Last time on American Nomad we started our tour of The National Mall – the heartbeat of Washington DC. The National Mall is home to a dozen museums (including The Smithsonian and National Gallery), 65 monuments and memorials, thousands of trees and twenty-six miles of pedestrian sidewalks – all in the heart of the nation’s bustling capital city!
Recap: The National Mall runs over two miles west to east from The Capitol Building to The Lincoln Memorial. The area between The Washington Monument and Lincoln Memorial is an extension of The Mall and features the serene Reflecting Pool.
Today we’re going to visit one of my favorite spots in DC – The Washington Monument.
I still remember my first visit to the Washington Monument when I was around four years old. My eyes were wide with wonder as we took the elevator up 500 feet to the observation deck to witness the stunning 360 degree views of DC below.
Located in the heart of The National Mall, The Washington Monument is a story of perseverance and grit. Washington city-planner, Pierre L’Enfant, originally intended there to be a statue of Washington in the current location of the monument. The statue ended up in several government buildings before being housed in The Smithsonian.
While there was a consensus that a monument should be erected to honor America’s first president, George Washington for his sacrifices and leadership in the founding of the nation, from the early founding of DC – funding and building the monument took decades.
In 1833, the Washington National Monument Society formed as a private organization to raise money to build a monument to the first president that would be “unparalleled in the world.” The Society sought donations from civic organizations and individuals for a decade, as they simultaneously evaluated monument designs.
Robert Mills, a South Carolina architect’s design was selected for the monument. He originally envisioned a 600-foot Egyptian style obelisk righed by 100-foot columns, but that was scaled down due to complications during construction (including budget).
The cornerstone was laid on July 4th 1848, with over 20,000 people in attendance, including President James K. Polk, former First Lady Dolley Madison and Eliza Hamilton (widow of Alexander Hamilton)…Future President Abraham Lincoln was also at the event…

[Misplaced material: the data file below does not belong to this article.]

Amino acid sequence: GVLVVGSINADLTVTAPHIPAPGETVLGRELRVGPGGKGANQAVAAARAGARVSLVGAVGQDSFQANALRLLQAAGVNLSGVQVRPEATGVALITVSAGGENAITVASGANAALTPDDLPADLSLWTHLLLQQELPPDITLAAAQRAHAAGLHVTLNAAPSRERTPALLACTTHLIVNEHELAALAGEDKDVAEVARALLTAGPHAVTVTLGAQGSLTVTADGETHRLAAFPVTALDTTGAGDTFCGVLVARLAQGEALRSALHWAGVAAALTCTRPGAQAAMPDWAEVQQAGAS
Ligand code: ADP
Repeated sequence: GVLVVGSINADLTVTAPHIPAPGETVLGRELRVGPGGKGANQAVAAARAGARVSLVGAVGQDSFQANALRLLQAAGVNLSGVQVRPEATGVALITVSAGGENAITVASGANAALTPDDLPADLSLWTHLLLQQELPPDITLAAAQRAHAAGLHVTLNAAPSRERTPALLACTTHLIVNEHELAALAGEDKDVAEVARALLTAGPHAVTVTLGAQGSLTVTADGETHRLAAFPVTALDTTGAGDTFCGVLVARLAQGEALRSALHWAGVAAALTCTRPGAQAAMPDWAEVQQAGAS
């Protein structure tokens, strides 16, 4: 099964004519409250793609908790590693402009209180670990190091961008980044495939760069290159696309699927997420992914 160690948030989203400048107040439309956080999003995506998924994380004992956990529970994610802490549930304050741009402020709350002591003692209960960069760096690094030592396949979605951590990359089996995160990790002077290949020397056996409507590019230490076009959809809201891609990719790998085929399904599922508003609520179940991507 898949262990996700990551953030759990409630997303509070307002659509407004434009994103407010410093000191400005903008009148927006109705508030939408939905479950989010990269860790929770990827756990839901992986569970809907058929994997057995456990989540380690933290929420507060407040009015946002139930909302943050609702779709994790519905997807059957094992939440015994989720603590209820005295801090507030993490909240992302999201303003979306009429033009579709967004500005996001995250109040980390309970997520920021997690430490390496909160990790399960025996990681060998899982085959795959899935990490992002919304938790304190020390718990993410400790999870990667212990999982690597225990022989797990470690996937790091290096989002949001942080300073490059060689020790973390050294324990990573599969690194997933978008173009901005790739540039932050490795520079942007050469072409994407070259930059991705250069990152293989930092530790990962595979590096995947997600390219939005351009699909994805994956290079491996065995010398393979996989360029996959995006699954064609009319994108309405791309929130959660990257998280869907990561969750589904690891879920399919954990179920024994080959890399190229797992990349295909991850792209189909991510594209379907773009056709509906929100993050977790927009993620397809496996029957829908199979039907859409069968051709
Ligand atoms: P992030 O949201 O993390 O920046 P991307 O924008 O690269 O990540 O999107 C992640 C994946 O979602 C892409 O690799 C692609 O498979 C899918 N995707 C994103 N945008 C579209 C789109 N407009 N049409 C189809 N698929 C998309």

By 1854, the monument soared to a height of 156 feet above ground…unfortunately the fate of the monument would soon be stifled by the ‘Know-Nothing Party.’
To fund the monument – blocks, engraved with civic institions, clubs, and invidual donors were sold to become part of the monument. The pope at the time, Pius IX, donated a ‘stone’ for the monument. This was meant to be an act of grace, but the anti-Catholic Know-Nothing Party immediately protested. They took control of the Washington National Monument Society’s periodic board election, which alienated donors and bankrupted the organization. Learn more here
Architect Robert Mills died in 1855, which all but ended work on the monument. The unfinished monument, loomed as a stone stump (even at 156 feet) for forty years.
It wasn’t until after The Civil War and Reconstruction that the nation focused once again on completing the monument. Congress assumed the duty of funding and building the monument in 1876. Lt. Col Thomas Lincoln Casey of The U.S. Army Corps of Engineers, was appointed to complete the project.
The biggest issue was that they couldn’t find the exact stone from the original quarry. The result – the monument has two different colors. This is not readily noticable to the naked eye, but standing in the direct shadow of the monument in sunlight, you’ll notice the slight change in color. In fact three different stone quarries were used (three unique stone colors) to create the monument.
The Washington Monument is 555 feet tall. When completed in 1885, it was the tallest building in the world, surpassing the Cologne Cathedral in Europe.
The Eiffel Tower surpassed The Washington Monument in height several years later, but it remains an engineering marvel. To this day it remains the tallest stone structure in the world.
An earthquake damaged the monument in 2011, but it has been repaired. The monument was closed for a time to repair the elevator operating system.
Visiting the Monument:
- The monument is free of charge, but I recommend paying the $1 fee to reserve your time slot online (directions here). The lines have increased as tourism grows in our nation’s capital. A small few ensures you don’t spend your day waiting in line.
- The National Park Service manages the site. You will have opportunity to learn about the history and building structure during your tour
- A two minute elevator ride takes you up 500 feet to the observation deck. This is the best view of the city. On a clear day you can see well into Maryland and Virginia.
One of the highlights is the elevator ride, which reveals 193 commemorative stones of civic organizations and individuals who helped make the monument a reality. Another reminder of the call of citizens to be part of this democracy and society.
- The Washington Monument is the largest stone structure in the world at 555 feet and 5 1/8 inches tall. It is 55 feet wide at the base
- There are over 36,000 stones in The Washington Monument
- The monument pays homage to founding father, President George Washington. He served as commander of The Continental Army in the Revolutionary War, helping America win its War for Independence. He served as the First President of the United States, serving two terms from 1789 to 1797
- The Washington Monument structure weighs 100,000 tons
Next up we’re continuing our tour of The National Mall with The Lincoln Memorial.
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Purpose of American Nomad: To share my love of travel, history and museums with others.
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